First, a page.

OC Alex Van Pelt (11.27.20)

Offensive coordinator Alex Van Pelt:

On the challenge preparing this week and the need to be adaptable this year, given the practice structure and Browns players missing practice: 

“It is that year, and I think everybody understands that. That is the one thing I love about the guys, I told them this morning and yesterday, ‘It just does not matter when we ask you to come to work.’ They come to work with a smile on their face, and they work the butts off. We are ready to pivot at any moment. We are staying flexible. These last few mornings have started out with wait and see what happens. We have made the most of it really the last two days, the Wednesday and Thursday in practice. Even though there was not a defense there for us to go against, we put our guys out there and serviced ourselves so to speak with the scout team looks, but the tempo and the fact that these guys were locked in coming from their couches right to the practice field, I thought we had to have better days of practice as far as crispness.”

On the Browns defense missing DE Myles Garrett and CB Denzel Ward this week and if that factors into what the Browns offense wanting to play complementary football and what it puts on its shoulders this week: 

“Yeah, I think it does every week. Every week, our expectations are to take each drive down the field and finish in the end zone. I do not think it really changes our approach. Yeah, there definitely is a real feeling of urgency, but the fact that what the defense is going through that the offense needs to be there for them and complementary football will be key. Our approach every time, whether we get it on the minus-one or the plus-one, is we are going to end it in the end zone.”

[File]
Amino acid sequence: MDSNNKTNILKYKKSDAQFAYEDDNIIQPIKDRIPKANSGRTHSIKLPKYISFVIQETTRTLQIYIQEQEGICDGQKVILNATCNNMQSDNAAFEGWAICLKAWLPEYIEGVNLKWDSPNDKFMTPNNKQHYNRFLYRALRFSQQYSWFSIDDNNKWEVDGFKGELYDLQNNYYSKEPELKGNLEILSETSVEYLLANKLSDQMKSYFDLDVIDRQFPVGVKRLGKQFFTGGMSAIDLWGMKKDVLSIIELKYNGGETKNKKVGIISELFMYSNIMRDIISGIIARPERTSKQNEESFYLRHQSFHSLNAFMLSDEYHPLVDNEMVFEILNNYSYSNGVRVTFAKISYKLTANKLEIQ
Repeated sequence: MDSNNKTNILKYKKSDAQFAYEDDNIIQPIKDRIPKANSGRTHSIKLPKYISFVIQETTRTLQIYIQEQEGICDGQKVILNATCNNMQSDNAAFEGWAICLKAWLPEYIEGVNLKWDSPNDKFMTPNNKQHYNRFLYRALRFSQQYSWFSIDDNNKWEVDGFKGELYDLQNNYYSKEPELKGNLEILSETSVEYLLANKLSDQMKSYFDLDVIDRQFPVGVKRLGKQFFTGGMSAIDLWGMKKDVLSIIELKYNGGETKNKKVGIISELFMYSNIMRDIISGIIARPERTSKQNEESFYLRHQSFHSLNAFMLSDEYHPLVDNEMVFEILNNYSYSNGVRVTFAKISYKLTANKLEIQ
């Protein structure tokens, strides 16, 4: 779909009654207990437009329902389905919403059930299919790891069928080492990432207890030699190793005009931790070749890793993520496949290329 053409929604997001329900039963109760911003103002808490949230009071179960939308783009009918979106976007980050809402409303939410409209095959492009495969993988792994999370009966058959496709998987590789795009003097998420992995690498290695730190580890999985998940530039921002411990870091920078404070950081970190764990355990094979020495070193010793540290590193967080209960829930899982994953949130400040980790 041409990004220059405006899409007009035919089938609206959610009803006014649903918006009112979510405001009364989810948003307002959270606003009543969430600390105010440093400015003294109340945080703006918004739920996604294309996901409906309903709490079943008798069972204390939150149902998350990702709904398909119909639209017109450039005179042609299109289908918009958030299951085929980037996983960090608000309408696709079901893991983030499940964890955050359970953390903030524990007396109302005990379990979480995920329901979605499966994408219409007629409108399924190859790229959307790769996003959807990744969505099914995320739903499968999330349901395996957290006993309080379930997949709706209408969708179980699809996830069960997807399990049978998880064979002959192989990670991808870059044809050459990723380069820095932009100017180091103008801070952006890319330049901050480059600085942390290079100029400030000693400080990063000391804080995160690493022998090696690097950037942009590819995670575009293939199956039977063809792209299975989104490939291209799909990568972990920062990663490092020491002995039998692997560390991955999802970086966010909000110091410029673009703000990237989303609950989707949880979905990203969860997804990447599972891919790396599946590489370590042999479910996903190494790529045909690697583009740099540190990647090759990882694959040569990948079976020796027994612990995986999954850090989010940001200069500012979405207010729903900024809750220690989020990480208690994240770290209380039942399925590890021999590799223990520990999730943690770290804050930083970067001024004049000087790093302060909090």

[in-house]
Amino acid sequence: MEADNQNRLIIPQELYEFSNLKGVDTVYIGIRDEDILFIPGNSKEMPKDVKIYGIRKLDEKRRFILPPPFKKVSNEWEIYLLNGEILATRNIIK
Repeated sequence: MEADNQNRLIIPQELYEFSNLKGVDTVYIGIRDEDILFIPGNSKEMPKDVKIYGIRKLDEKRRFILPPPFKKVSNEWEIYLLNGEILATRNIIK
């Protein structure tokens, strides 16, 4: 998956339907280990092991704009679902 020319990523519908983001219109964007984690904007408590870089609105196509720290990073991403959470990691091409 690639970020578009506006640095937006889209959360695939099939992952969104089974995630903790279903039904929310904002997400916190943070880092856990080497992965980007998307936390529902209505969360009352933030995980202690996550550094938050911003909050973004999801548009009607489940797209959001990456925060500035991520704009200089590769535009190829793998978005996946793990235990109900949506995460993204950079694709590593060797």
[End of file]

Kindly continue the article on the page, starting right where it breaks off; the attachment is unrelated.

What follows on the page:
On the biggest adjustment made to get the run game going against the Eagles: 

“I think the biggest thing – (offensive line coach) Bill Callahan mentioned it to me earlier in the week – is we have to pound them with patience, just be patient and know that eventually we are going to get that thing to pop. We did some good things in the run game there in the second half, but as we get going, there are going to be times where it is going to be tough sledding. We obviously know that we can run the ball, especially in those conditions, and boxes get really heavy loaded playing the run. At the same time, you still have to tackle our guys. We still have a free guy there that bounce right off of (RBs) Nick (Chubb) or Kareem (Hunt) and then we break a big one. Hats off to the running game there. I thought we did a good job of sticking with it, taking our swings at the plate and eventually knocking one out of the park.”